A nonprofit publication of the Kentucky Center for Public Service Journalism

People of NKY: Gayle Capretto is game for adventure — teaching, traveling, collecting, and on the move

By Ginger Dawson
NKyTribune reporter

The first time you set eyes on Gayle Capretto you are treated to a vision of color, pattern and a bright openness of spirit that is hard to resist. You immediately want to get to know her. And, what is so obvious is this—she wants to get to know you.

Gayle Capretto in one of her hats.

Everything about her is friendly, upbeat and fun. Few people carry this kind of affable approachability with such savoir-faire.

I think she has a sixth sense about people. She is always thinking about different ways she can make something, or some situation, better for someone. It is instinctive.

This all started at an early age. Gayle grew up in Goshen, Ohio, the oldest of three sisters and a brother. This seemed to be a family trend, as her father was the oldest of six!

Goshen, a small rural community in Clermont County was a quiet place and did not have the activity that Gayle knew was going on out there in the world. She pined for it and was very anxious to get out in it. 

She must have inherited her mother’s adventurous spirit. Gayle’s mother was a medical nurse in WW II, and she was awarded the French Medal of Honor for her work at the front. This is a serious role model. It instilled a fearlessness in her that has defined her choices in life.

Gayle’s first step out was to college, but she didn’t leave her family behind.

Gayle in front of the “Eiffel “Tower.” Note the mismatched earrings. Great personal style.

Not all of her siblings inherited the “fearless” gene. But, rather than let them stay consigned to their comfort zones, over the years she has made it her mission to draw them out and encourage them to travel and have experiences that they wouldn’t have had without her coaxing. They are always happy that Gayle has pushed them to expand their horizons.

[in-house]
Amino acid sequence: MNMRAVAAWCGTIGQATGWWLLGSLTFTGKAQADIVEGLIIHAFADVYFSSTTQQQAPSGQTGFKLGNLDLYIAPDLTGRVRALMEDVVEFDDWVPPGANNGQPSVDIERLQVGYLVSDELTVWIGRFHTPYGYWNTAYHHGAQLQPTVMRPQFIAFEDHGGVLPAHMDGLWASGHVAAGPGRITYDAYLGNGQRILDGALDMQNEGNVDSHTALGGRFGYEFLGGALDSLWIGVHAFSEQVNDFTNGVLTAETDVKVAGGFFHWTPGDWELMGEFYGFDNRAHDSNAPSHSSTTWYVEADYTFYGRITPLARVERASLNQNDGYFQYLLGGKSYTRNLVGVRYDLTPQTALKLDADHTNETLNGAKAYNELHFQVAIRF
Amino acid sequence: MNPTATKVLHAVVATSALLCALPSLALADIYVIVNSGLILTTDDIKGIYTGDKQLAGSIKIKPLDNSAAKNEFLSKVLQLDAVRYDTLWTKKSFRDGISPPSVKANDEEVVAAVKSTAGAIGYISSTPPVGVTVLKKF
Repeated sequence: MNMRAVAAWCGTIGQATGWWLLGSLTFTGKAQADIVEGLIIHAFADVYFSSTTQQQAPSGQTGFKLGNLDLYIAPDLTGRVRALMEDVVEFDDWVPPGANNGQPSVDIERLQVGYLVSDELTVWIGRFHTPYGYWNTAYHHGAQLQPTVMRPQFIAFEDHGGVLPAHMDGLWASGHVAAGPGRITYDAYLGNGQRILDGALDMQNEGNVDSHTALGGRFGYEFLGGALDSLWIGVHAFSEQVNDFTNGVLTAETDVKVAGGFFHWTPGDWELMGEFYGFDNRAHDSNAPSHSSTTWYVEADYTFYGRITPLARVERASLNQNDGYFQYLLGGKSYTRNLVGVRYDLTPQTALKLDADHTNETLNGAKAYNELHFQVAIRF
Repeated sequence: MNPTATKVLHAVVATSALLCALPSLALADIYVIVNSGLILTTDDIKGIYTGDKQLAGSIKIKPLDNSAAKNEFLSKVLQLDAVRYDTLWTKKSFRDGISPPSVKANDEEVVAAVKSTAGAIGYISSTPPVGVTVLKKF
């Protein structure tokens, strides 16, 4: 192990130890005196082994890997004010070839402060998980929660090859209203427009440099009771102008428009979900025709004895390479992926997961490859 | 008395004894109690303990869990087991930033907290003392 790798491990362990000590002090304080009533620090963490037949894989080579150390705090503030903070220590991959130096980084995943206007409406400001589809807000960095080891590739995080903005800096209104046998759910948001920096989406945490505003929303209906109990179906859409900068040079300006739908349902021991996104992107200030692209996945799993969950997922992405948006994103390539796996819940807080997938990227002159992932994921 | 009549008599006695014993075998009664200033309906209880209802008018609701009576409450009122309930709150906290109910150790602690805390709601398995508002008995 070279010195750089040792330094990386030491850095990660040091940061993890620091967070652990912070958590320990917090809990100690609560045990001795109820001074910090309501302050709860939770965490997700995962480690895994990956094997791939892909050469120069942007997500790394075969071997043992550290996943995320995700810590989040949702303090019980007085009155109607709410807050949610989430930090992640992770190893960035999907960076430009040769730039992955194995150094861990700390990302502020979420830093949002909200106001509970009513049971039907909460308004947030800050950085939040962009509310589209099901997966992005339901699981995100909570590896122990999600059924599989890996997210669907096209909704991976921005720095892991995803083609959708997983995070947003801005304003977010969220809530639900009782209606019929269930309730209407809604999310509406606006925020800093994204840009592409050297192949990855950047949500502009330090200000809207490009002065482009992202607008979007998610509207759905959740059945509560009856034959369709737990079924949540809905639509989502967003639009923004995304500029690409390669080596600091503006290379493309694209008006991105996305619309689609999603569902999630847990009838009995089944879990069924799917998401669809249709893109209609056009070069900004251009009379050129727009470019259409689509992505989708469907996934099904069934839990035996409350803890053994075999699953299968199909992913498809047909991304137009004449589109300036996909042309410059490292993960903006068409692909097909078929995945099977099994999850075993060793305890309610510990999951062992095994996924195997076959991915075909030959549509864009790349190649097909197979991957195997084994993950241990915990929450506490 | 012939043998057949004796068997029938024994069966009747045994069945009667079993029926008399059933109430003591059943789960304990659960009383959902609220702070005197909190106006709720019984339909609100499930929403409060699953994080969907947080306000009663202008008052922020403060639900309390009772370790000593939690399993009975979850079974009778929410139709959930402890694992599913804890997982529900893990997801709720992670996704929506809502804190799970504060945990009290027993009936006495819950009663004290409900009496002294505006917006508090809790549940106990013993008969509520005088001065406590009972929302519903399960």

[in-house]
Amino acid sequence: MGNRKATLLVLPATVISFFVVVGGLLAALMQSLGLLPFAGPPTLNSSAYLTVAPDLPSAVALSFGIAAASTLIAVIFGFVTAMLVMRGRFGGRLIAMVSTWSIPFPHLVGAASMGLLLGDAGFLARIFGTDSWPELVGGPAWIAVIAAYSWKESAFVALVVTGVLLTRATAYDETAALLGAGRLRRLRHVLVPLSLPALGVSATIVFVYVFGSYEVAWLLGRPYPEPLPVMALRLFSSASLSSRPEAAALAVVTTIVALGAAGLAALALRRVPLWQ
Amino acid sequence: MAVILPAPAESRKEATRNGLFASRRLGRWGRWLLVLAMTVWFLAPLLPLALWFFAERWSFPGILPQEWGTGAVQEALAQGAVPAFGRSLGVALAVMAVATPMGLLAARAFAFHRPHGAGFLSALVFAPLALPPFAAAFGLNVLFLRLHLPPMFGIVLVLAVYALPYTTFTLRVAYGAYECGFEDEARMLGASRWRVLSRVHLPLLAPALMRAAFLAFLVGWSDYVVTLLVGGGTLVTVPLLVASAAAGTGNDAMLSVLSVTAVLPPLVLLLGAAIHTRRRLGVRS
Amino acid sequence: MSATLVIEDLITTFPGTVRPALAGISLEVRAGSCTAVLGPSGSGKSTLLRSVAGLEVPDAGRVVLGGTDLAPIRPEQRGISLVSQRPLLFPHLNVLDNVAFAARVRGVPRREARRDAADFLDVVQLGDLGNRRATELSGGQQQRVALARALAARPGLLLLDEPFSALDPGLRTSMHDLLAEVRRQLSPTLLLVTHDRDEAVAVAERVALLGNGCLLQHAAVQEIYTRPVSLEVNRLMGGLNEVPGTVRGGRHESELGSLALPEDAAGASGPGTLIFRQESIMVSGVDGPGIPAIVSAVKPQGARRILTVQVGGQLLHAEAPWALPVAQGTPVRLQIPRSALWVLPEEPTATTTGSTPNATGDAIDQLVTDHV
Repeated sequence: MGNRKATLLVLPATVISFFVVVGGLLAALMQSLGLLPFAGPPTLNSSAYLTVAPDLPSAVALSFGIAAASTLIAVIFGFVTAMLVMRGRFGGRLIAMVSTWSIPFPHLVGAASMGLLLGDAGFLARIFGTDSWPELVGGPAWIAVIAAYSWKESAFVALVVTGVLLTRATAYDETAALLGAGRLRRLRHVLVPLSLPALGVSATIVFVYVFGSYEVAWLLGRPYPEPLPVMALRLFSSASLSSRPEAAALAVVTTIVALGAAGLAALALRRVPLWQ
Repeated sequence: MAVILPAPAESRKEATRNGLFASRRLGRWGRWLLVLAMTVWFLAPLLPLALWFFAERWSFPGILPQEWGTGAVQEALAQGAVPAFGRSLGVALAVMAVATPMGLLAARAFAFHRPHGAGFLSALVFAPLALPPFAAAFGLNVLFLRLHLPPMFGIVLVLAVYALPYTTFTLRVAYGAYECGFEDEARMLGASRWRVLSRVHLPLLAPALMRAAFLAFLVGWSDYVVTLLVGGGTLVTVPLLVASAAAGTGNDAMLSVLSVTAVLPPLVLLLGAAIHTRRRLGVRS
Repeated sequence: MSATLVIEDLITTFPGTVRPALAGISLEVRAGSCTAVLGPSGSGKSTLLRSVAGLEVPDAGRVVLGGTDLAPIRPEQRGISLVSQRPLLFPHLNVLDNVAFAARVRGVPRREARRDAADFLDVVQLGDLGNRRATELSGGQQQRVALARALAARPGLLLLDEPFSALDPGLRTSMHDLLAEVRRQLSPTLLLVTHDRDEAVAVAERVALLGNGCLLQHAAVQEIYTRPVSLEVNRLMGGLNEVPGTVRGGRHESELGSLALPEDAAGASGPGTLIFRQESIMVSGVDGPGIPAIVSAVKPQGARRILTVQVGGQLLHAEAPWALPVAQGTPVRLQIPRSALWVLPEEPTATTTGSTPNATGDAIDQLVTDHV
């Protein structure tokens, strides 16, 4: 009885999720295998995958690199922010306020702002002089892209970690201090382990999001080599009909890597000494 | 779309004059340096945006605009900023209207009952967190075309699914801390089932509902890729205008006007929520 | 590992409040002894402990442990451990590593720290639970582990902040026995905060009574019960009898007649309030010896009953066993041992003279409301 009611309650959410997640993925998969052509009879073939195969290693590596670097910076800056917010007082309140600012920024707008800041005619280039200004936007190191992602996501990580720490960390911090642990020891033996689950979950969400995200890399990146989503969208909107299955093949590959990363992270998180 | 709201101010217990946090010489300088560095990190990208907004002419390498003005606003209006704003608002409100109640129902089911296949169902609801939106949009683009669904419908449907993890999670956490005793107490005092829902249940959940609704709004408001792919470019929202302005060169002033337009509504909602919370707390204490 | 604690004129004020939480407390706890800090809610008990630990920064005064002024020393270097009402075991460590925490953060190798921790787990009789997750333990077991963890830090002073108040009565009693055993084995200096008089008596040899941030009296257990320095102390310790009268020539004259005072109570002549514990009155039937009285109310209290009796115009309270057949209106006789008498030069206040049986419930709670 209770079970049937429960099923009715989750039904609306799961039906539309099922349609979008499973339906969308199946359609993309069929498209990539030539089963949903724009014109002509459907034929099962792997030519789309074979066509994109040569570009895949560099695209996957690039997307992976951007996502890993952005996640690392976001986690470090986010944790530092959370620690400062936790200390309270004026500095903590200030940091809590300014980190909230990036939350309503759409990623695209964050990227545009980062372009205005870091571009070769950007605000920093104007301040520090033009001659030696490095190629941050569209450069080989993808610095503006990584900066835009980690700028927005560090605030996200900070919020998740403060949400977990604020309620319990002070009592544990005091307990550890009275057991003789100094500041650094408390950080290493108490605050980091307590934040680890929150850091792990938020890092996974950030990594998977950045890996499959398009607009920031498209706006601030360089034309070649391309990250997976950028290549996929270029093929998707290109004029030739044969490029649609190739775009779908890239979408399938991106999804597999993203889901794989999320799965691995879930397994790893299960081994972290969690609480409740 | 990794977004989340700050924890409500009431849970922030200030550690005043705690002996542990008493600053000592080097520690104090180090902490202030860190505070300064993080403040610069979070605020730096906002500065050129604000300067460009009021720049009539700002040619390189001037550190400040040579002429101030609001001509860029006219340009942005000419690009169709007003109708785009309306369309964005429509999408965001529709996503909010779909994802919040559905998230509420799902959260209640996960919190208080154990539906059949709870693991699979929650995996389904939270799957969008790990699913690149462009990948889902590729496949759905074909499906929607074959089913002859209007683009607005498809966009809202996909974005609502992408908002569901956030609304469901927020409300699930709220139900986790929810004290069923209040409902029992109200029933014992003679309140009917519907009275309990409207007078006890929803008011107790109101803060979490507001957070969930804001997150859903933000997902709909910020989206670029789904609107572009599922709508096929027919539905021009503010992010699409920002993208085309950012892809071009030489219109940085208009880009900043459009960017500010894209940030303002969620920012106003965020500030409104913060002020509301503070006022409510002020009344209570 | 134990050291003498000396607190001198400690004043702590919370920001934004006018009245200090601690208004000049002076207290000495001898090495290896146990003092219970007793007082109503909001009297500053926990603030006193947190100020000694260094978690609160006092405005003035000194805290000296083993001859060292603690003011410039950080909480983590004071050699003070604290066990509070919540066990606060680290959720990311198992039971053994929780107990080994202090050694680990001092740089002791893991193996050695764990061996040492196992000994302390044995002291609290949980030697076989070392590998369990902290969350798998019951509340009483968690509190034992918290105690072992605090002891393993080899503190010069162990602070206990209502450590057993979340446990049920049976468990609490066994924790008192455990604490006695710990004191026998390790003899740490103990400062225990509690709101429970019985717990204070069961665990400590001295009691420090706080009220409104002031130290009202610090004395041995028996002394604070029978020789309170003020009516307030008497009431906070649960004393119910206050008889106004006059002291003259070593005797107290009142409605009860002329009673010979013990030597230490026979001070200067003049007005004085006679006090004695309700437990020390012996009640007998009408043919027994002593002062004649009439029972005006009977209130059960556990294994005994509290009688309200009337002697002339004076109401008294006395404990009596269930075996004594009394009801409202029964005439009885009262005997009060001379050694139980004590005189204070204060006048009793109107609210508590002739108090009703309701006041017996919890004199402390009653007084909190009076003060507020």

College took her to Eastern Kentucky University in Richmond, where she received a Bachelors and a Masters degree in Education.  

Teaching seemed like a logical path and brought Gayle to Covington, for the first time, in 1970, when she accepted a position at Holmes High School. She was there for four years.  

Gayle’s ideas about education were more focused on practical life skills and she found that a position teaching business and law at Betz Business College was more compatible. At this time, she also took a position teaching evenings at Live Oaks, a vocational school. Her courses were medical and legal office procedures and typing.

After a few years in teaching, Gayle moved out of education and into the business world. She
worked at Data Point Corporation, an early tech company that specialized in multi-format computer platforms for offices.

A formal portrait featuring a favorite hat. Beautiful.

It is no surprise that Gayle loves to travel.

She started traveling extensively in the 1970’s and has never stopped.  

During her teaching years, the National Education Association sponsored many trips and Gayle took full advantage of this.  

The Canary Islands was one such memorable trip.  At one point during the visit, there was a cable car trip up near the top of the Tenerife volcano. It was an amazing trip, but there was a higher summit that looked as though people were striking out on foot to achieve.  

Gayle thought that since she had already come this far, why not continue on?

So she started and it quickly became apparent that this was going to be a challenge. A fellow hiker inquired how she was doing and informed her that he had been training for MONTHS for just this particular occasion.

No one can accuse Gayle of not meeting a challenge! But, she had a moment of clarity and decided, that perhaps, she should turn around. The white knuckling was done for that day.

A micro-sampling of the purse collection.

Another great journey took her to Brazil. Immediately, upon arriving, she sensed that people there were afraid of her. This was very puzzling.